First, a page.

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Dugin’s Guideline: The Dualism of the Spiritual World

Source: Katehon by Alexander Dugin (English translation by Lorenzo Maria Pacini)

The Dualism of the Spiritual World (Study part II)

In the second part of his anthropological study, Russian philosopher Alexander Dugin draws analogies between the material and spiritual worlds, between the worlds of humans and angels.

The dualism discussed in the first part of the analysis is characteristic not only of humanity, but also of angels. How does it work in both worlds?

However, even before the creation of man, a similar division occurs at the level of the angels. Created immortal, incorporeal and eternal spirits, angels are divided into two halves.

A thousand shall fall from thy land, and darkness shall be at thy right hand, but they shall not come near thee.
(Psalm 90:7)

πεσεῖται ἐκ τοῦ κλίτους σου χιλιὰς καὶ μυριὰς ἐκ δεξιῶν σου πρὸς σὲ δὲ οὐκ ἐγγιεῖ

יִפֹּל מִצִּדְּךָ ׀ אֶלֶף וּרְבָבָה מִימִינֶךָ אֵלֶיךָ לֹא יִגָּשׁ׃

Again, the original unified angelic nature is divided in two. One part of the angels is loyal to God and maintains its supreme position in creation. The second part, under Dennica (Hebrew בֶּן-שָׁחַר “son of the dawn”, Greek ἐωσφόρος, Latin Lucifer) or Satan (Hebrew שָׂטָן — literally “adversary”, “enemy”) rebels against God and his creation and, as a result of the battle in which the good angels are victorious, falls into the depths of existence, into the realms below the depths of creation.

Thus, the story of man and his separation echoes the fate of the higher incorporeal entities, the angels, also divided into two irreconcilable halves.

In a sense, this is the logical outcome of the freedom that God has fully given to his creation. Every being endowed with a mind and will, be it a human being or an angel, is able to consciously choose whether to be with God or without Him, and without Him ultimately means against Him, i.e. the path of rebellion and struggle against God. Such a choice inevitably leads to the abyss and turns the subject’s being into a rejected victim, i.e. a scapegoat.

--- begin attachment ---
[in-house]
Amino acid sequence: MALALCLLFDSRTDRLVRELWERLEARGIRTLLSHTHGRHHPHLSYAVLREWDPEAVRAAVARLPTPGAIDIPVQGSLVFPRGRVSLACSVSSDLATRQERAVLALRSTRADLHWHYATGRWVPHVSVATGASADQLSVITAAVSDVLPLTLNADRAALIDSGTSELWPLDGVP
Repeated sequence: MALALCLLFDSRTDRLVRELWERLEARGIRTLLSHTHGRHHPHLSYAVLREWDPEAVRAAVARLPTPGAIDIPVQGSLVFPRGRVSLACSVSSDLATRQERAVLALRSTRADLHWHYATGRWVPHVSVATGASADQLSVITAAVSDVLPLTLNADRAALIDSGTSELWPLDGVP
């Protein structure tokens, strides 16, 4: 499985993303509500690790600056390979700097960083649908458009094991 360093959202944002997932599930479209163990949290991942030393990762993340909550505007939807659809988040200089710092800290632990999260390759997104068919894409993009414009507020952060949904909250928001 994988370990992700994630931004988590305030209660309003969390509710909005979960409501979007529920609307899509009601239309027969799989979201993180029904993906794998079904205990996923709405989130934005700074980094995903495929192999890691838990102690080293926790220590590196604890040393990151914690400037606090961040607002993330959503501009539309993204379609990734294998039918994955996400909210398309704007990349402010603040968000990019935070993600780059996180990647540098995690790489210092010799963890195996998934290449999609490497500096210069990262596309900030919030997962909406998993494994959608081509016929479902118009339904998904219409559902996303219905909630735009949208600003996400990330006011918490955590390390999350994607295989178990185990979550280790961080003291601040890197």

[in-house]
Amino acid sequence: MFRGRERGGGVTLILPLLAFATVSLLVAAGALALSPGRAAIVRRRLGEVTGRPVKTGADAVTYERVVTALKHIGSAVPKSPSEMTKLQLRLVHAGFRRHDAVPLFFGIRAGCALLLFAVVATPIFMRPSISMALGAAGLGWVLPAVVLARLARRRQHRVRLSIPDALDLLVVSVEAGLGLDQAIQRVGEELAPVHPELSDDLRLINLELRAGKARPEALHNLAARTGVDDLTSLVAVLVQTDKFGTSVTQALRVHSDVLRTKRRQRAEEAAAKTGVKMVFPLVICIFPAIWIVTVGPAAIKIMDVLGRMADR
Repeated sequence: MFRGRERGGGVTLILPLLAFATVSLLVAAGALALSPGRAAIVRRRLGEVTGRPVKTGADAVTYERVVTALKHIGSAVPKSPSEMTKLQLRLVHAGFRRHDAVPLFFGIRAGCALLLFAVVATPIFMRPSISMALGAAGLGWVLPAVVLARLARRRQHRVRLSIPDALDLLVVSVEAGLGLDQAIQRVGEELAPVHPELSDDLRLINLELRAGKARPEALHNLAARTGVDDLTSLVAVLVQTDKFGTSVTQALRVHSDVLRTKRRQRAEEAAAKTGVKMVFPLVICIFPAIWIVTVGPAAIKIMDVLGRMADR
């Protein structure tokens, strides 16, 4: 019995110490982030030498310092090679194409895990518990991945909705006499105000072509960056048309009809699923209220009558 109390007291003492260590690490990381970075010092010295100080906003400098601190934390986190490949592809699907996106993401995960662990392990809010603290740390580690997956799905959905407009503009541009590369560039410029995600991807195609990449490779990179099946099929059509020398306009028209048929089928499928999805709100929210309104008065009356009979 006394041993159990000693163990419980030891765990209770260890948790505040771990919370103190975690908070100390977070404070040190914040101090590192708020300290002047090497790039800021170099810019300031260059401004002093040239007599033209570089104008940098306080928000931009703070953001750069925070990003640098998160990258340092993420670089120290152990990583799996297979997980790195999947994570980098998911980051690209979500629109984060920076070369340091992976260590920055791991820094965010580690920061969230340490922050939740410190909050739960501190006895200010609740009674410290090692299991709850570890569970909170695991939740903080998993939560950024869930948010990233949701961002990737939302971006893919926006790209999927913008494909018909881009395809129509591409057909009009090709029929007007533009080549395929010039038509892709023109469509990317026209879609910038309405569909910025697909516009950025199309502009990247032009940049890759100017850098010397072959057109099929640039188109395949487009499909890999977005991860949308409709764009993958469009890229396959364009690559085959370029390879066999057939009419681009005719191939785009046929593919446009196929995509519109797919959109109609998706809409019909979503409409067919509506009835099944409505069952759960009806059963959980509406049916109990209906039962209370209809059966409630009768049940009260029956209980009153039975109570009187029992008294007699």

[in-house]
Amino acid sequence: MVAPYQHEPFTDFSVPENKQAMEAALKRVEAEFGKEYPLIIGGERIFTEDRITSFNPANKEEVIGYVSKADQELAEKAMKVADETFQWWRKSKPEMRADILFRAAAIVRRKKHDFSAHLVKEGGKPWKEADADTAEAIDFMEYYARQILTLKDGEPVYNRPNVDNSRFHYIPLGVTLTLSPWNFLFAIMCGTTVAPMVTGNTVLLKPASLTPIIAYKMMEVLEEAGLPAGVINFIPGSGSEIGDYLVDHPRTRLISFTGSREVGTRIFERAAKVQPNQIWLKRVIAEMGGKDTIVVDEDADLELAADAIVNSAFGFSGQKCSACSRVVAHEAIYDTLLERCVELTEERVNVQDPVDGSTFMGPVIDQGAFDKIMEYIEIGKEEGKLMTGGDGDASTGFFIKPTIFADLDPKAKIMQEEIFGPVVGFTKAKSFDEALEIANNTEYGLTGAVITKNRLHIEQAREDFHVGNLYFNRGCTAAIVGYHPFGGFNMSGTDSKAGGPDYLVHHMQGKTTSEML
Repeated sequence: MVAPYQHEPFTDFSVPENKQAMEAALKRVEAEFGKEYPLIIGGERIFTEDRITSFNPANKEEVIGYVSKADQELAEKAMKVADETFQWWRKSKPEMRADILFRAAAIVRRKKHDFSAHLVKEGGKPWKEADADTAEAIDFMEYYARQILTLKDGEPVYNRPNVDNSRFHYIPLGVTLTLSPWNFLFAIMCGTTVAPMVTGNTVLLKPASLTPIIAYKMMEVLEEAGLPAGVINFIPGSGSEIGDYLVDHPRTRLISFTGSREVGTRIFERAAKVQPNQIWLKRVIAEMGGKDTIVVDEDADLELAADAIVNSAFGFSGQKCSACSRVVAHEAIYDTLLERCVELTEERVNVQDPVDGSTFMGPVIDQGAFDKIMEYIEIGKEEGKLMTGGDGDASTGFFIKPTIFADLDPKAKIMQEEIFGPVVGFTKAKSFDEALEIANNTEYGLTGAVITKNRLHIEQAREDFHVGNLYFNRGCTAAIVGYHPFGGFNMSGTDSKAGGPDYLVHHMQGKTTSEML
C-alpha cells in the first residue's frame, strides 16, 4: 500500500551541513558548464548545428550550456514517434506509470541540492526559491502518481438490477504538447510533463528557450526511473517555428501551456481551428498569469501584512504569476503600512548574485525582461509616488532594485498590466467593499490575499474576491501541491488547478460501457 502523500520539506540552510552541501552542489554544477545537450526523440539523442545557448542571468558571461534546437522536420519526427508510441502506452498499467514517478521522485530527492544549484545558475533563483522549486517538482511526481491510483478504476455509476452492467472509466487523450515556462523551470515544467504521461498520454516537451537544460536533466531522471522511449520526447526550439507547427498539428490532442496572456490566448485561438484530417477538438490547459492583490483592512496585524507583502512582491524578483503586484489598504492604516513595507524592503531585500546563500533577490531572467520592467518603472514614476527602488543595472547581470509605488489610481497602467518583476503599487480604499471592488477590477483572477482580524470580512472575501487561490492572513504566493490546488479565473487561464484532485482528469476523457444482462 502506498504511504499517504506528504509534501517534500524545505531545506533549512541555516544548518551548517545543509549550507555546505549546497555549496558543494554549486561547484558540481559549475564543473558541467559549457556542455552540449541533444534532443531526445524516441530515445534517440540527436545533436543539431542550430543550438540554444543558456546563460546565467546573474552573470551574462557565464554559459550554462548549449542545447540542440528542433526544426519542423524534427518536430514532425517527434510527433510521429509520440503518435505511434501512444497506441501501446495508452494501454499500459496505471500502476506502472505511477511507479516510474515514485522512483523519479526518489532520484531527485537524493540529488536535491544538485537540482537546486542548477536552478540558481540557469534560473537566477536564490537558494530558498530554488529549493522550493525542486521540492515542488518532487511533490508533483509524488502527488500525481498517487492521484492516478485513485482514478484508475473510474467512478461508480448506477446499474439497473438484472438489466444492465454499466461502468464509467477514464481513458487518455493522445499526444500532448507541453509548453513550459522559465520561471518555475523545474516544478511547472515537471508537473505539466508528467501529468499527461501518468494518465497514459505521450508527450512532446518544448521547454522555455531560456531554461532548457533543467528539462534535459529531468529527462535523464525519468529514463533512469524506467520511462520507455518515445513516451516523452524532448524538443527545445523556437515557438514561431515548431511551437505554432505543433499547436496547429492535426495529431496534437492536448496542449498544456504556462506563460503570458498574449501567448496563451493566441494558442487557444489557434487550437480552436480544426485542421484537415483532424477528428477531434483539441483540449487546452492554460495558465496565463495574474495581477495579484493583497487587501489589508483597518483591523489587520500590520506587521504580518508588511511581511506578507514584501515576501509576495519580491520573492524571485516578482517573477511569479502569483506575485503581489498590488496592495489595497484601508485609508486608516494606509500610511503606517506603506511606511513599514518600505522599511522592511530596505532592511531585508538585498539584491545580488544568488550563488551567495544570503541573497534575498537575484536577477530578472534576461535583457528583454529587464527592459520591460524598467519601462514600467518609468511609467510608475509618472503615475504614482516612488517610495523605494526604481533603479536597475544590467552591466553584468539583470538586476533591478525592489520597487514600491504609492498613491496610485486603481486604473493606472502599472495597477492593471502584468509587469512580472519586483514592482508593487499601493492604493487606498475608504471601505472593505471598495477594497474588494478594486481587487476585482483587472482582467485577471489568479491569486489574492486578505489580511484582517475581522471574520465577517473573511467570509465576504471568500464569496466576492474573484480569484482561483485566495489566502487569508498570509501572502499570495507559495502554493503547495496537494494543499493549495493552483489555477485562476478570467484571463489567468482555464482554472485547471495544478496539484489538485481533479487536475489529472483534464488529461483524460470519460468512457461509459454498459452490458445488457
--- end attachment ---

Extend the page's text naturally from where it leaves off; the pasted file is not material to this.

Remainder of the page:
According to the Church’s conception, in the Last Judgement the final fate not only of men, but also of angels will be determined (Letter of St Jude, ch. 1, 6). It is then that Christ, together with the good angels and the saints, will judge the bad angels, who will share the fate of the goats – “scapegoats” – and finally perish in the abyss.

Eschatological anthropology is thus inextricably linked to angelology. Men and angels have a similar destiny: both are given the fullness of mind and will, hence the ontological fullness of freedom. And with the help of this freedom both one and the other define their destiny: to become a victim accepted by God or to be rejected. From indefinite unity the path of the intelligent creature leads to the final and irrevocable bifurcation of the Last Judgement.

The common destiny of human beings and angels

The commonality of destiny between human beings and angels is an essential element of religious anthropology. Both begin in unity and end in separation. Both are fully endowed with freedom, mind and will. But they belong to two different dimensions: human beings are endowed with a dense body, which angels do not have, and are therefore mortal (body). Angels have no body and are not dependent on a dense shell: they maintain their existence from the beginning to the end of creation.

Therefore their choice is not in time, but in eternity – Dennitz fell at the beginning of time, falls in the continuation of world history and will finally be overthrown at the Last Judgement. Angels have a different scale, but the same ontological issues as humans.

This immensity, in addition to temporality, is also reflected in the fact that angels, being free of bodies, are able to control the corporeal elements of the world. Hence their power. Revelation paints a picture of the end times in which angels, faithful to God, inflict worldwide plagues on humanity. And Satan, the fallen angel, is called by the apostles “the prince of this world” (Gospel of John, ch. 12:31) and even “the god of this world” (Second Epistle of St. Paul to the Corinthians, ch. 4:4), which emphasises the enormous volume of his power in managing the processes of the cosmos.

We can say that human history goes from the unity of Adam to the final separation at the Last Judgement in the horizontal – temporal dimension. The ‘history’ of the angels is vertical. It is organised along the axis of eternity, which permeates creation once and for all. Hence the Devil already appears in heaven and in the last times assumes almost complete power over the world. And they have a common finale, the Last Judgement.